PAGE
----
ANDREW H. LONGINO, the thirty-fifth governor of Mississippi, was born in Lawrence County, Mississippi on May 16, 1854. His education was attained at Mississippi College, where he graduated in 1875, and at the University of Virginia, where he earned a law degree in 1880. Longino first entered politics as a member of the Mississippi State Senate, a position he held from 1880 to 1884. From 1888 to 1890 he served as the U.S. district attorney for the Southern District of Mississippi, and from 1894 to 1899 he served on the Chancery Court bench. Longino next secured the Democratic gubernatorial nomination, and was elected governor by a popular vote on November 7, 1899. During his tenure, insurance laws were improved; the Mississippi department of archives and history was founded; the magnolia was initiated as the state flower; and a state department of insurance was created. Also, a primary election bill was sanctioned; construction on a new state capitol was authorized; and legislative districts were reapportioned. Longino completed his term and left office on January 19, 1904. After running unsuccessfully for reelection to the governor’s office in 1919, Longino retired from public service. Governor Andrew H. Longino passed away on February 24, 1942, and was buried in the Cedarlawn Cemetery in Jackson, Mississippi.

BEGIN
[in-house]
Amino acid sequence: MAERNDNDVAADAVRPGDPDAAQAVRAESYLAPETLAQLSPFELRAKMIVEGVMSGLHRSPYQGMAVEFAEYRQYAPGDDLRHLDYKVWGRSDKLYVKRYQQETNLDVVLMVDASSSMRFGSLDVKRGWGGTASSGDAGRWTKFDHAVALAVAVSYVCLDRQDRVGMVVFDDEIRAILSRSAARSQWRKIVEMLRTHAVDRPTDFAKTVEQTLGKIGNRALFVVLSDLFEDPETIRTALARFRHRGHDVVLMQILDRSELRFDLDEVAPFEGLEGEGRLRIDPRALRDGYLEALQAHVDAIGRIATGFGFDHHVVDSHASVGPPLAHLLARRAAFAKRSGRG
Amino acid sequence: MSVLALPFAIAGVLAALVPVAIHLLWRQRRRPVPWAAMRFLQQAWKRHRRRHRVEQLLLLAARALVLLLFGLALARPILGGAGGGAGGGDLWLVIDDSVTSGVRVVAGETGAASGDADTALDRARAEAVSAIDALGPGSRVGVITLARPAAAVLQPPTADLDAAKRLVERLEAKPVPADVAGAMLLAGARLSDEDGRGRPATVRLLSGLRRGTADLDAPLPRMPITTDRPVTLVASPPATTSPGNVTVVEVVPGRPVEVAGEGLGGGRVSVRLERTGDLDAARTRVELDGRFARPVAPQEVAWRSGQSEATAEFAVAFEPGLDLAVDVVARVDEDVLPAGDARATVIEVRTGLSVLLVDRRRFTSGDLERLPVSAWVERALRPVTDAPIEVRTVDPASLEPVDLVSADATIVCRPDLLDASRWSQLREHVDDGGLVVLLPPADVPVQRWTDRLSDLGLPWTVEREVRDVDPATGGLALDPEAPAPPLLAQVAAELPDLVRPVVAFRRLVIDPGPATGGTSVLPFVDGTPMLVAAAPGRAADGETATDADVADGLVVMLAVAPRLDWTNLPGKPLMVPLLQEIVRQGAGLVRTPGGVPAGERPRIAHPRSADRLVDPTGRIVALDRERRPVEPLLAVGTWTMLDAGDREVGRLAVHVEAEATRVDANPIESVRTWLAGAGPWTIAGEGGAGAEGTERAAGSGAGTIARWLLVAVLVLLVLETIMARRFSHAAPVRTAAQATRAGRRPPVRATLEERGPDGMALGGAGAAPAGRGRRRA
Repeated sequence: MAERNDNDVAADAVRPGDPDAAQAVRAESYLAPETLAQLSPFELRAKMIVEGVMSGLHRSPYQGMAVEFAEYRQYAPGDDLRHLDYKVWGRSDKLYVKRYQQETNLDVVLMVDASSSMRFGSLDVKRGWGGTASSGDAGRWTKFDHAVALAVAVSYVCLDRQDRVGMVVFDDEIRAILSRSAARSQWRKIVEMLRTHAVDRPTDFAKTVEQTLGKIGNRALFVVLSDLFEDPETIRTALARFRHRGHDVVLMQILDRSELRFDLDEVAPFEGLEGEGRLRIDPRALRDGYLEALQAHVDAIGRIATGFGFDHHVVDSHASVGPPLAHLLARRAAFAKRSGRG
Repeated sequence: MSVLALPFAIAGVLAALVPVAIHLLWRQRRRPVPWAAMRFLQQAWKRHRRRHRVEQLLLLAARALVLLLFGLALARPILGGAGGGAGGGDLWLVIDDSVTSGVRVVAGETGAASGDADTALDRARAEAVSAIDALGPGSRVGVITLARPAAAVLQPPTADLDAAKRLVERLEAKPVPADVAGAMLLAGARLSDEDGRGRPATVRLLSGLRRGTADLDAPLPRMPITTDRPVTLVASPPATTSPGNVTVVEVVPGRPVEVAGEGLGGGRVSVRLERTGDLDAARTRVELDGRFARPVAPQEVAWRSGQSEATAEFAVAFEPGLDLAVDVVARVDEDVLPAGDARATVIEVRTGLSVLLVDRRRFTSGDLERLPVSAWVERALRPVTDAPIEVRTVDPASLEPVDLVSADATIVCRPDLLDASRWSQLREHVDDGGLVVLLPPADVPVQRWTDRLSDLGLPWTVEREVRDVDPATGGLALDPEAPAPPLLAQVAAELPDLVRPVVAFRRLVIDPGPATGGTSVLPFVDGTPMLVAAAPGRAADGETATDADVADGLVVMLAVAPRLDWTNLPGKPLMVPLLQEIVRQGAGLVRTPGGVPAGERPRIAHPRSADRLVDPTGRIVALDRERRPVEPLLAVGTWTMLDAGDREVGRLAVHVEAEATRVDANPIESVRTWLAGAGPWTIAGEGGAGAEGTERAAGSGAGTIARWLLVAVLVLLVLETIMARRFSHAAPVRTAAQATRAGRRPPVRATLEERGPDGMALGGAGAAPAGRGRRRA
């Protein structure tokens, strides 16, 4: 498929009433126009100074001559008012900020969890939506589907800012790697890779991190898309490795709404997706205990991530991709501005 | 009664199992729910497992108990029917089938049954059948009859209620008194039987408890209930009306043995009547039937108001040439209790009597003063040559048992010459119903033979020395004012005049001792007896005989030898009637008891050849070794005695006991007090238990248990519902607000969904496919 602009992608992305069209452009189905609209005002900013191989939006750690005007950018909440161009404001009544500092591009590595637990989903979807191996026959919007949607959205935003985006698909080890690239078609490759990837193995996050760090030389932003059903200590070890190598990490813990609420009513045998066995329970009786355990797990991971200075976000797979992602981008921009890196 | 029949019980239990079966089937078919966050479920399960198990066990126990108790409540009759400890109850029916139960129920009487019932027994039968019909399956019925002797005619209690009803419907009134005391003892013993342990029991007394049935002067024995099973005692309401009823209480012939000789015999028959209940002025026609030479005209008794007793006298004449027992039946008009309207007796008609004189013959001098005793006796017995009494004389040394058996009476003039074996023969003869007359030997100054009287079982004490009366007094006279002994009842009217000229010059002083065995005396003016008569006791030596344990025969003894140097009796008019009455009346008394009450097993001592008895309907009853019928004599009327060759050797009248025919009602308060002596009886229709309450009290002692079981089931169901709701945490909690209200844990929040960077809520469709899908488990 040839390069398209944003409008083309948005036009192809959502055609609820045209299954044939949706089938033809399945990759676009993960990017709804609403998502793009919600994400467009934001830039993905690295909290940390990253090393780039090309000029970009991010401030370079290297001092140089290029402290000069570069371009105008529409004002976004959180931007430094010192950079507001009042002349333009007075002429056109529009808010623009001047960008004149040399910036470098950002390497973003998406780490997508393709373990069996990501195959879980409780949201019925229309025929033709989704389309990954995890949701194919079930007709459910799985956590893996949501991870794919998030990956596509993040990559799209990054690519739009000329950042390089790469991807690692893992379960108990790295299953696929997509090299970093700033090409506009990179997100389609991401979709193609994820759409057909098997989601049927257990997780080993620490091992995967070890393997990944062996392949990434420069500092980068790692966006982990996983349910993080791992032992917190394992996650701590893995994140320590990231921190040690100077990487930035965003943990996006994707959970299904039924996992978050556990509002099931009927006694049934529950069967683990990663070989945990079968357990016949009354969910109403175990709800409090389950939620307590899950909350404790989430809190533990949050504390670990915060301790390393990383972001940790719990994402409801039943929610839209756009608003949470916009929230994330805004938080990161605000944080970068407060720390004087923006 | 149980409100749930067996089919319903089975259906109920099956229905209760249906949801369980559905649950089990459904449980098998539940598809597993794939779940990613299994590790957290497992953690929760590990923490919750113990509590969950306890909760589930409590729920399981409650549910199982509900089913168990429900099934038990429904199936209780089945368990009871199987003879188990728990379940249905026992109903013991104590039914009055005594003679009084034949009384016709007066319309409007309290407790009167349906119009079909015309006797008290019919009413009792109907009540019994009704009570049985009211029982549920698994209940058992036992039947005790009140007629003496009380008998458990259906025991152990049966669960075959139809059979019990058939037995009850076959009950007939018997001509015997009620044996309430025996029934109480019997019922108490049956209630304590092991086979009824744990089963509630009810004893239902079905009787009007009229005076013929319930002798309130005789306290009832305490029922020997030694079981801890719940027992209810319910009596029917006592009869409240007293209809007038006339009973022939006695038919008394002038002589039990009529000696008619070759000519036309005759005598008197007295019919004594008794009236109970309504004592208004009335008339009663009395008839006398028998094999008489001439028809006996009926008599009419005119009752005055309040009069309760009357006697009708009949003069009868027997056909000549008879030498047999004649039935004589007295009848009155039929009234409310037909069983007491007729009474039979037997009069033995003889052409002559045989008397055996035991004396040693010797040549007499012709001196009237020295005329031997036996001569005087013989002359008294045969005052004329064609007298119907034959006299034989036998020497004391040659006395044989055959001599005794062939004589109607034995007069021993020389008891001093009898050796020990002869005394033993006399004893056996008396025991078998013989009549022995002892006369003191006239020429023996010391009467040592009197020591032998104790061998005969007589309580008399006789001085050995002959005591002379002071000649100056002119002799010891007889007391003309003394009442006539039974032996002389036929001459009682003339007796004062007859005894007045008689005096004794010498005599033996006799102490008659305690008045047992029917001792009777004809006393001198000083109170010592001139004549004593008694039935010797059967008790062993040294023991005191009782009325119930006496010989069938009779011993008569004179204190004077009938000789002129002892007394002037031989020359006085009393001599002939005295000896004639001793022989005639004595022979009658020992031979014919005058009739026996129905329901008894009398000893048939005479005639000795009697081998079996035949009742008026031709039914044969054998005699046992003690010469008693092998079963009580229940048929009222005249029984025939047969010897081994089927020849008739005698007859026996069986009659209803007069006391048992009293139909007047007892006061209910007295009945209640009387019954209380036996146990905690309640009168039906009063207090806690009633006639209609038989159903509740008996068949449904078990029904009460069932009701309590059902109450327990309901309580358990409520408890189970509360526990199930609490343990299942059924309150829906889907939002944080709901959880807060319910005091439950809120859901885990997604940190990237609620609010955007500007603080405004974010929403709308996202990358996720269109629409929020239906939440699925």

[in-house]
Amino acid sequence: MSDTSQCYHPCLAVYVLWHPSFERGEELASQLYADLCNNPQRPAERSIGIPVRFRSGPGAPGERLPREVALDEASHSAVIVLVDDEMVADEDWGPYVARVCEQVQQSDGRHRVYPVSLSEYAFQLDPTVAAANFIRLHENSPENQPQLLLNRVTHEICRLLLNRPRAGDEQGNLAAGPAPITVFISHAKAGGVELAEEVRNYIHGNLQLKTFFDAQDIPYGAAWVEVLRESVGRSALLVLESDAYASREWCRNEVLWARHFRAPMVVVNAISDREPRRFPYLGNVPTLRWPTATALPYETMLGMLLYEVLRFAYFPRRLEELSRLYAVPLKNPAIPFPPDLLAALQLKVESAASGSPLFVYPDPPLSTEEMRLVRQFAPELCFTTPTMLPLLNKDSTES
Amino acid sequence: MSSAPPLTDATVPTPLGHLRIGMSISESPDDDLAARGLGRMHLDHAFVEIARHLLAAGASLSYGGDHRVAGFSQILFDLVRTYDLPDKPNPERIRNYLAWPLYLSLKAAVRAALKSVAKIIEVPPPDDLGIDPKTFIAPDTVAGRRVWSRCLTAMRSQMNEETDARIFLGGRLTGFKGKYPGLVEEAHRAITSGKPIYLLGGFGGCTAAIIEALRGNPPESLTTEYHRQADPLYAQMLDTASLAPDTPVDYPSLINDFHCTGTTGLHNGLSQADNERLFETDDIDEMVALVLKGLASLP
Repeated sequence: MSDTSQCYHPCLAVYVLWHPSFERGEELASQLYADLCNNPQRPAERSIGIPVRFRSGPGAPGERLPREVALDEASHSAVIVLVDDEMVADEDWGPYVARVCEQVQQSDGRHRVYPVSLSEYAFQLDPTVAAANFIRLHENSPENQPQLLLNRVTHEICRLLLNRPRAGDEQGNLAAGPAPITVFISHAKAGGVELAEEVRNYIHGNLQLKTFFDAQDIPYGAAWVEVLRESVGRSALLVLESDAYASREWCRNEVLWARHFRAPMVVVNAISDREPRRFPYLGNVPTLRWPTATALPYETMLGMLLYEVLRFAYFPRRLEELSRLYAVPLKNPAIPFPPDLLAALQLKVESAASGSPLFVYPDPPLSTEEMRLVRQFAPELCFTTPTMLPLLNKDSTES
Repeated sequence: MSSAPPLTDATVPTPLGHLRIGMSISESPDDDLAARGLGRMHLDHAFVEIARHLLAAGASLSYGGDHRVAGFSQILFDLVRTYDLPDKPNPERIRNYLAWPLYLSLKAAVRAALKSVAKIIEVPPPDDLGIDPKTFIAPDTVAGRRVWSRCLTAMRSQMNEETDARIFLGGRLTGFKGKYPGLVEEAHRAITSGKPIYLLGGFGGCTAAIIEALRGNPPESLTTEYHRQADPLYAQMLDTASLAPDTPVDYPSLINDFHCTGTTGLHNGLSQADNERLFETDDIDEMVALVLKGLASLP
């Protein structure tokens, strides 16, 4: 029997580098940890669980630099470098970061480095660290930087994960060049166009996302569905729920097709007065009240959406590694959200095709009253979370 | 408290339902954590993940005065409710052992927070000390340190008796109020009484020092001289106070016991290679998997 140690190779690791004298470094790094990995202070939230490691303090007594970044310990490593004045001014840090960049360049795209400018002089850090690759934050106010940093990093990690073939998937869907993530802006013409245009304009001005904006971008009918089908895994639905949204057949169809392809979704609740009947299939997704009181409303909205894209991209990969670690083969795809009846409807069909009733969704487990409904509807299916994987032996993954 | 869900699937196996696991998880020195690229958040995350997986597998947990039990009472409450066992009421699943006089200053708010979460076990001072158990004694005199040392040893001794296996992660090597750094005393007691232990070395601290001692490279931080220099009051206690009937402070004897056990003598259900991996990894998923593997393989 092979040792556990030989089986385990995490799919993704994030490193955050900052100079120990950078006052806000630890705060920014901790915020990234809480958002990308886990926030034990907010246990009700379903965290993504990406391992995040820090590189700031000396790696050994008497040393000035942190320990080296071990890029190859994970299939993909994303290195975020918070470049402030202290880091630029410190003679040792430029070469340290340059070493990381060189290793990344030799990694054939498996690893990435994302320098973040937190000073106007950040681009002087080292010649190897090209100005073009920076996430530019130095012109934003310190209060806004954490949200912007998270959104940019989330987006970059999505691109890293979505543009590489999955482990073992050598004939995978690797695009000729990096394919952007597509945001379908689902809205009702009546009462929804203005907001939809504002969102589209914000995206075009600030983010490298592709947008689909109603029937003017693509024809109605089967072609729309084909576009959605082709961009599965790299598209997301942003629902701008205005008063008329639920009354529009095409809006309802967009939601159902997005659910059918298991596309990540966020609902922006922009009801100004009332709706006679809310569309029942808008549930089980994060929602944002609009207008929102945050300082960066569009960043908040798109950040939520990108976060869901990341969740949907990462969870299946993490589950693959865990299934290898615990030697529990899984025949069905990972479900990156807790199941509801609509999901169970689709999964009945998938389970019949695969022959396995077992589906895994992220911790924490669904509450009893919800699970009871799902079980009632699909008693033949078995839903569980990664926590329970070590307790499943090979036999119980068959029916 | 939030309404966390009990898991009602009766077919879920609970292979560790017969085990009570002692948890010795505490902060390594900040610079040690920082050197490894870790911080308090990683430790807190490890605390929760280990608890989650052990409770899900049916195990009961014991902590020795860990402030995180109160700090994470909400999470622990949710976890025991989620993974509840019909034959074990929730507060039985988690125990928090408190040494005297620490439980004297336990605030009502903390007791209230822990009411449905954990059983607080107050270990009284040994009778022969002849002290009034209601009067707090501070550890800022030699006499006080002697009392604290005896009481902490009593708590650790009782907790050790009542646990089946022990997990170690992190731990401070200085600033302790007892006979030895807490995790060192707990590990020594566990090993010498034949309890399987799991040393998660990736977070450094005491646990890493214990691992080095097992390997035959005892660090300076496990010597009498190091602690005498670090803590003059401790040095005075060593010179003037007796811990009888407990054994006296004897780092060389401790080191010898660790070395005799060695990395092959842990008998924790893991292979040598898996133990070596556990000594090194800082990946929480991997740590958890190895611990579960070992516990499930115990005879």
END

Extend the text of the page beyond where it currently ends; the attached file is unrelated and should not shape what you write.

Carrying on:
Resources:

Sobel, Robert, and John Raimo, eds. Biographical Directory of the Governors of the United States, 1789-1978, Vol. 2, Westport, Conn.; Meckler Books, 1978. 4 vols.

Mississippi Historical Society

biography.ms

The Political Graveyard